We report on a conceptual design and feasibility demonstration for a scanned beam endoscope, with advantages over present CCD imaging technology in image resolution and quality, light source power, and package diameter. Theoretical calculations were made by optical modeling and finite element analysis of the performance projected for a design meeting size constraints. To verify the design target of 5 mm for the endoscope diameter, we conducted a design study of the deformation and resolution characteristics of a scan mirror small enough to fit within a 2.5 mm capsule within the endoscope. The results show that performance similar to the test system can be achieved. A functional prototype was then built and tested to validate the theory used. The test system consisted of a photonics module with red (635 nm), green (532 nm) and blue (473 nm) lasers, combined by dichroic mirrors and launched to a single mode fiber. The light emerging from the fiber is formed into a beam and reflected from a commercially available bi-axial MEMS scanner with a 1.56 mm square mirror, and a scan angle of 6 degrees zero to peak mechanical, at a frequency of 19.7 kHz. Scanned beam power from 1 to 3 mw impinges the test object at a range from 10 to 100 mm, and the scattered light is collected by several 3 mm diameter multimode fibers and conducted one-meter to detectors. The detected light was digitized and then reconstructed to form an image of the test object, with 800 by 600 output pixels. Several such images will be presented.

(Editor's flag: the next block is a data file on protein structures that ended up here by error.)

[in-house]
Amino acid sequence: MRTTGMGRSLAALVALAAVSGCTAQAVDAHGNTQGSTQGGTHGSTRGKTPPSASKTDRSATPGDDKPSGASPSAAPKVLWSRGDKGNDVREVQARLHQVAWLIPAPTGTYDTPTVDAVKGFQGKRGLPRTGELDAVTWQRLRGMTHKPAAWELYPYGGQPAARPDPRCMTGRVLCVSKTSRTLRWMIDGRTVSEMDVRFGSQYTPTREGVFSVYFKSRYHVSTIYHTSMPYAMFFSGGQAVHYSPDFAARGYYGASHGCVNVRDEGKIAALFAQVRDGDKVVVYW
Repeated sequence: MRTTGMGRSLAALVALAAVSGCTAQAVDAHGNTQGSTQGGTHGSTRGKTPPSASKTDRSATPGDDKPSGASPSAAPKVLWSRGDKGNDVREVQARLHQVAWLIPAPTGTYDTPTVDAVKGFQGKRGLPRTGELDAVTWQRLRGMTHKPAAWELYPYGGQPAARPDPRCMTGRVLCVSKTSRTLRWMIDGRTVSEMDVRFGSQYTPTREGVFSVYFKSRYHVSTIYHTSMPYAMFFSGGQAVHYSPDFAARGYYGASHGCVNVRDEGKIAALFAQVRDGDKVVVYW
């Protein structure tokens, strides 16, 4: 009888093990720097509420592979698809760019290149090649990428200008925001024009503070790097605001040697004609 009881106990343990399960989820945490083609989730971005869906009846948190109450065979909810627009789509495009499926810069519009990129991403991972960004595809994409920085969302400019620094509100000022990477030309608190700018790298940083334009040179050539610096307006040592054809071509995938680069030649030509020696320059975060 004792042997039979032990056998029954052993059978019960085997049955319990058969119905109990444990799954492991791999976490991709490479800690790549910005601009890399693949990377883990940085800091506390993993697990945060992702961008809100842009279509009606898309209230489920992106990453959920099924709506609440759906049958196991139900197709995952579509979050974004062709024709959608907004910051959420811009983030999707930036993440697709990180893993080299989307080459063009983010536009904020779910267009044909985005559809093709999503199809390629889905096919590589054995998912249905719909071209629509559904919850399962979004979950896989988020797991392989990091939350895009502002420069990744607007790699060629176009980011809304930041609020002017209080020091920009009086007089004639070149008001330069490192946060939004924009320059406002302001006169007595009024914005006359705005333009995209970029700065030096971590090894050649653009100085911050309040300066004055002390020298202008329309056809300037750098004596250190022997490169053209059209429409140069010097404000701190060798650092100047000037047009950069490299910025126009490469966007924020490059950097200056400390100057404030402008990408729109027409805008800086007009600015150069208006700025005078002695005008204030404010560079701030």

An optical configuration and measurement algorithm are outlined for producing semi-automated Near to Eye Display measurements of the Michelson Contrast versus varying spatial frequencies. The input patterns measured include line on-line off (LOLO) images from a single LOLO to eight LOLO, in both the horizontal and vertical direction. These measurements result in a Contrast Transfer Function of the display under test, revealing information on the image quality of the display system.
Uncertainty in tip morphology of aluminum coated, fiber-optic near-field probes, and the large difference between the physical probe diameter and (smaller) optical diameter, lead to serious imaging artifacts in transmission mode near-field microscopy. Various dielectric materials of different topographies have been studied to develop an understanding of normal and anomalous contrast modes mainly characterized by topographically induced contrast.